10/20/09 12:30 AM ET
Moves don't pan out for Girardi
Late decisions in Game 3 work against skipper in loss
Game 3 of the 2009 American League Championship Series on Monday was, much like Game 2 had been, so closely contested that it couldn't possibly be finished in the regulation nine innings. This one took 11 frames, and at the end, instead of the Yankees taking a semi-insurmountable 3-0 series lead, the Angels had a 5-4 victory. They were alive and reasonably well, trailing in the series, 2-1, and feeling good about their performance for the first time in this ALCS.
Girardi's last managerial move of the day, a pitching change in the 11th, backfired in a large and damaging way. Reliever David Robertson retired the first two batters without incident. But with second baseman Howard Kendrick coming up, Girardi went to reliever Alfredo Aceves. Both Robertson and Aceves are right-handers and Kendrick hits right-handed, so the most conventional reason for making a change did not apply.
Kendrick was in the midst of an impact day. He had already homered and tripled. He was 1-for-2 lifetime against Robertson. He had never faced Aceves. Why make this change?
"We like the matchup with Ace better, the two guys," Girardi said. "And it didn't work.
"It's just different kind of stuff against those hitters. And we have all the matchups and all the scouting reports, and we felt that, you know, it was a better matchup for us."
That answer, when you look at its net effect, is: "I'm the manager, you're not, now beat it." If there was a substantial body in evidence in favor of this move, Girardi certainly made no attempt to reveal it.
Kendrick singled against Aceves. And then catcher Jeff Mathis hit a booming double to left-center. Kendrick scored, and the Angels had their first victory in the ALCS.
We will never know what would have happened had Robertson been allowed to face Kendrick. But we do know that he couldn't have done worse with the remainder of this inning than Aceves did.
2-1 ALCS ADVANTAGE
|Year||Team up 2-1||Opponent||Final|
|1993||Blue Jays||White Sox||4-2|
There was an argument to be made for Mariano Rivera to be pitching in the 11th inning, although that was not in Girardi's game plan.
With the bases loaded and one out in the 10th, Girardi replaced Johnny Damon in left field with Jerry Hairston Jr., who had been batting in the designated-hitter position. Girardi gained a stronger throwing arm in left field, but he lost his DH.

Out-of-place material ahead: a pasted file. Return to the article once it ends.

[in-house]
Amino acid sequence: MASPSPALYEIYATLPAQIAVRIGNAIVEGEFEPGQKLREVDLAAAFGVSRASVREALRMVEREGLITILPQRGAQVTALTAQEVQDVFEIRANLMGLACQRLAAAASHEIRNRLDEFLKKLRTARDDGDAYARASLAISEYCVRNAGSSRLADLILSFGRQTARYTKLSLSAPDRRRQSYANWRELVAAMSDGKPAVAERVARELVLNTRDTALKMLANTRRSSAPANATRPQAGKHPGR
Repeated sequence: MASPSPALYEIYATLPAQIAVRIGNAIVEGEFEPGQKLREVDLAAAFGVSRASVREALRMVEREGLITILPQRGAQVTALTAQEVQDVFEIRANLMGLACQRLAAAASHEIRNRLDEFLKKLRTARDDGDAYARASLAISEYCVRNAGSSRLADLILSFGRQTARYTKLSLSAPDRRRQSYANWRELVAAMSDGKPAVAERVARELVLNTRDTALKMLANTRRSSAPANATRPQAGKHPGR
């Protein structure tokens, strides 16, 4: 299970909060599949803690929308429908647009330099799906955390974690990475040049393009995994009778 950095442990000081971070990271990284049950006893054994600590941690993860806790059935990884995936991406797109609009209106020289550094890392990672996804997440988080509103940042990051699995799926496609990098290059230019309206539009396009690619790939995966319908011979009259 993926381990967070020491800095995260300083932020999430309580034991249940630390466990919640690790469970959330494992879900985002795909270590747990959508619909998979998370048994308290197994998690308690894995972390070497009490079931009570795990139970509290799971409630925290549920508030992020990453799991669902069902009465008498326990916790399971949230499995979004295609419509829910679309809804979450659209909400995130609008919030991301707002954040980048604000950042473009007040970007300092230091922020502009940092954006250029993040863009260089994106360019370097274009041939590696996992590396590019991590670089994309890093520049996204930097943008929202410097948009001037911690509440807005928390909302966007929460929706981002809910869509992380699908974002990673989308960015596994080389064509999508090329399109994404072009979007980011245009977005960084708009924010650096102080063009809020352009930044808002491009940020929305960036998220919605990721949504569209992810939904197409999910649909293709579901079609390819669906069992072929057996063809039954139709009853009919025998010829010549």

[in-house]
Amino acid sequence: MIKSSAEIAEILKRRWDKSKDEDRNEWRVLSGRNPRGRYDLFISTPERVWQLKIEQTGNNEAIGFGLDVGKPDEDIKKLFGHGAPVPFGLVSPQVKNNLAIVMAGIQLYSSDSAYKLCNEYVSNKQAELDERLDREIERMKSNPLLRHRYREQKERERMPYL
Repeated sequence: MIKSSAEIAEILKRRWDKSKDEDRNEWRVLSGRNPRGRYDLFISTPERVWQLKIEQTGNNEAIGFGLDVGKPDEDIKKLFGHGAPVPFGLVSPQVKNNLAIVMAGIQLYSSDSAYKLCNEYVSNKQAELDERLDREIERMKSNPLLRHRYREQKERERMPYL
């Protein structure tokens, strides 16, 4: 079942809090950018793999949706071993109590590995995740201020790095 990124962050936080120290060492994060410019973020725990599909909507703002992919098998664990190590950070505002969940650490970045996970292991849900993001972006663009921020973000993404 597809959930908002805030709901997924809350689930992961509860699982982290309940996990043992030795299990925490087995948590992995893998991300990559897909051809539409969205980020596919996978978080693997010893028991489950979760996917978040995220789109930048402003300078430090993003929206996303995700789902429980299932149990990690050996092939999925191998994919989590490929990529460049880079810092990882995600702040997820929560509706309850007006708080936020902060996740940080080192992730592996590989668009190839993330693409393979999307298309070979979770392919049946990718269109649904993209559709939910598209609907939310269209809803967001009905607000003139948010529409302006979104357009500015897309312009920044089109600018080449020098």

If a team's DH moves to a defensive position, the team's pitcher must take over the empty spot in the batting order. No balls were subsequently hit to left in the 10th, but there was some question whether a better arm was going to make a huge difference. Bobby Abreu was on third base, and even with the outfield playing in, it would have been difficult to throw him out at the plate.
With the DH out, the pitcher was the third scheduled batter for the Yankees in the 11th. And the pitcher at that moment was Rivera. So the trade-off for having Hairston instead of Damon in left was the loss of the game's best closer. Not a particularly impressive trade.
Girardi replaced Rivera at the plate with pinch-hitter Francisco Cervelli. Cervelli came up with two outs and nobody on and struck out. Rivera could have done that as well.
The manager later said that Rivera, who had thrown 2 1/3 innings in Game 2, was only available for one on Monday.
But Rivera had only thrown 25 pitches in the Game 2 outing, a very small number for getting seven outs. And he subsequently had a day off between these two appearances.
This is not an easy decision for a manager, but it was a decision that was brought on because Girardi put himself in a difficult situation.
The manager did not single-handedly lose this game, and the Angels, in any case, are too good to be swept in four games by anybody. But in Game 3, Girardi opened himself up for a festival of second-guessing. He was in an activist managing mode on Monday. When you manage like this and win, you are a shrewd tactician. When you manage like this and lose, you are guilty of overmanaging.
Mike Bauman is a national columnist for MLB.com. This story was not subject to the approval of Major League Baseball or its clubs.